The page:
« Reply #148 on: September 20, 2018, 05:26:05 PM »


Donald Trump and his driver were cruising along a country road one evening when a pig ran in front of the car. The driver tried to avoid it but couldn’t. The pig was killed.
The President told his driver to go up to the farmhouse and explain to the owners what happened.
About an hour later the driver staggers back to the car with his clothes in total disarray. He was holding a bottle of wine in one hand, a cigar in the other and smiling happily.
“What happened?” asked the President.
“Well,” the driver replied “the Farmer gave me the wine, his wife gave me the cigar, and their beautiful daughter made mad passionate love to me.”
“My God, what did you tell them?” asked Trump.

The driver replied: “I’m Donald Trump’s driver, and I just killed the pig.........
Logged
One should never do wrong in return, nor mistreat any man, no matter how one has been mistreated by him.”
- Socrates

Coolkorat

  • Member
  • Online Online
  • Posts: 658
  • Whichever way you throw, it will stand
    • Pix Isaan
Re: The President Trump thread . . .
« Reply #149 on: September 26, 2018, 06:47:39 PM »

The sad part of all this is that the UK is fading into the background. Macron has propelled France well ahead of the UK. The UK is in danger of 'blending into the background', akin to Spain and Italy (remember Italy? One of the world's best design and engineering countries). Where is Trump regarding the killing of British citizens by (clearly) Russian operatives, even if in error? Silent. He is off on a Chinese odyssey which will just drive China and Russia closer. Merkel is in jeopardy.

If someone planned to sow chaos globally, they are doing a great job.
Logged

Roger

  • Solid Member +
  • **
  • Online Online
  • Posts: 2544
Re: The President Trump thread . . .
« Reply #150 on: September 27, 2018, 03:52:36 PM »

CK I don't know how you measure this one - ''Macron has propelled France well ahead of the UK''. Not sure that's true although Macron does take a high profile on every front but his support at home is weak  ;)

I don't see the UK blending into the background as you say but IMO it is a good thing for the UK to concentrate on matters at home rather than pursue so many foreign adventures.

Trump's USA have supported the UK in the Skripal incident, adding sanctions and with many expulsions. The USA has been more supportive than say, Germany ?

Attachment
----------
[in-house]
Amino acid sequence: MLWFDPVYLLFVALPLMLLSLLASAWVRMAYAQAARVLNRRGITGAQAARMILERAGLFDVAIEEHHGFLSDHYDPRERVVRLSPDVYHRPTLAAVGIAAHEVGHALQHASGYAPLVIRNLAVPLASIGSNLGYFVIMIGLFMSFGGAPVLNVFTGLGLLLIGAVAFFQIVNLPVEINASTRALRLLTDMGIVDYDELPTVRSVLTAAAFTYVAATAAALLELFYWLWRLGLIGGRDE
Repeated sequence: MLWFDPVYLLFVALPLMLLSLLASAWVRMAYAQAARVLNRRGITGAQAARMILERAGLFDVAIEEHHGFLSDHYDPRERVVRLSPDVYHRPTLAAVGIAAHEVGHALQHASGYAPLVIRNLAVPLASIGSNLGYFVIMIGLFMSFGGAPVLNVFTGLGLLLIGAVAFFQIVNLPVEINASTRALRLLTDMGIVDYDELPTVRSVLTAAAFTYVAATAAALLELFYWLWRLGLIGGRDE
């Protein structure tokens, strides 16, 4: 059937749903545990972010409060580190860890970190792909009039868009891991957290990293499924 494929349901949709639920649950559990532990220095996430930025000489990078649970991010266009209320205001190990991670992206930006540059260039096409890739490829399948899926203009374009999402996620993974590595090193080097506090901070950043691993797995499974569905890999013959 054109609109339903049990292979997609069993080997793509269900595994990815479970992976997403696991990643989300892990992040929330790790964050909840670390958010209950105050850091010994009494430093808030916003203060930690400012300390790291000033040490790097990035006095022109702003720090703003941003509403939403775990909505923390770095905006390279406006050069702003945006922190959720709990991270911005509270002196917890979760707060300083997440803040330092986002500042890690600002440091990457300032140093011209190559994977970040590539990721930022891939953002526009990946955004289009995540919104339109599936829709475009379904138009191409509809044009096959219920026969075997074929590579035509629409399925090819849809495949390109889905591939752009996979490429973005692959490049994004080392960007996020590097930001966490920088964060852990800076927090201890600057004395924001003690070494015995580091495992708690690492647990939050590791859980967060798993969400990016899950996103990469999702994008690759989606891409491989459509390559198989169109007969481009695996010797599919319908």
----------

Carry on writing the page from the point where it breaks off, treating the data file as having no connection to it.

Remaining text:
President Trump today intimates that he may take the higher moral ground  ::)  by withdrawing his support if those testifying against Kavanaugh look convincing - that's an odd one in the circumstances  :D

Is the Trump 'treeshake' doing good in any respect ?

IMO Trump is right to demand fair contributions to NATO and in tackling the USA foreign trade deficit and China with sanctions.

The Jury must be 'out' re. Trump's efforts in N.Korea and Iran ?

It won't be a dull ride - as long as it lasts !!
Logged

Roger

  • Solid Member +
  • **
  • Online Online
  • Posts: 2544
Re: The President Trump thread . . .
« Reply #151 on: September 29, 2018, 07:38:41 AM »

Pres. Trump seems to support Brett Kavanaugh (atm) and the final Senate vote will take place after a brief FBI investigation. On Friday I noticed these quiet but interesting comments :-

https://www.counterpunch.org/2018/09/28/ten-items-corroborate-dr-blasey-fords-allegation-kavanaugh-tried-to-rape-her/
Logged

Roger

  • Solid Member +
  • **
  • Online Online
  • Posts: 2544
Re: The President Trump thread . . .
« Reply #152 on: October 02, 2018, 09:36:46 AM »

John Oliver tears apart Brett Kavanaugh's performance in his recent testimony.

https://www.youtube.com/watch?v=opi8X9hQ7q8
Logged

Coolkorat

  • Member
  • Online Online
  • Posts: 658
  • Whichever way you throw, it will stand
    • Pix Isaan
Re: The President Trump thread . . .
« Reply #153 on: October 02, 2018, 04:10:19 PM »

John Oliver tears apart Brett Kavanaugh's performance in his recent testimony.

I watched that last night. Intriguing stuff. But you get the feeling that all this is just delaying the inevitable.
Logged

Roger

  • Solid Member +
  • **
  • Online Online
  • Posts: 2544
Re: The President Trump thread . . .
« Reply #154 on: October 03, 2018, 09:09:37 AM »

An interesting lead in the DT today and worth a read if you have the time and inclination. Kavanaugh looks like a highly dubious character to me even now but the following story - looks very murky indeed. It's a shame we don't have a red blooded USA person on here to put another view.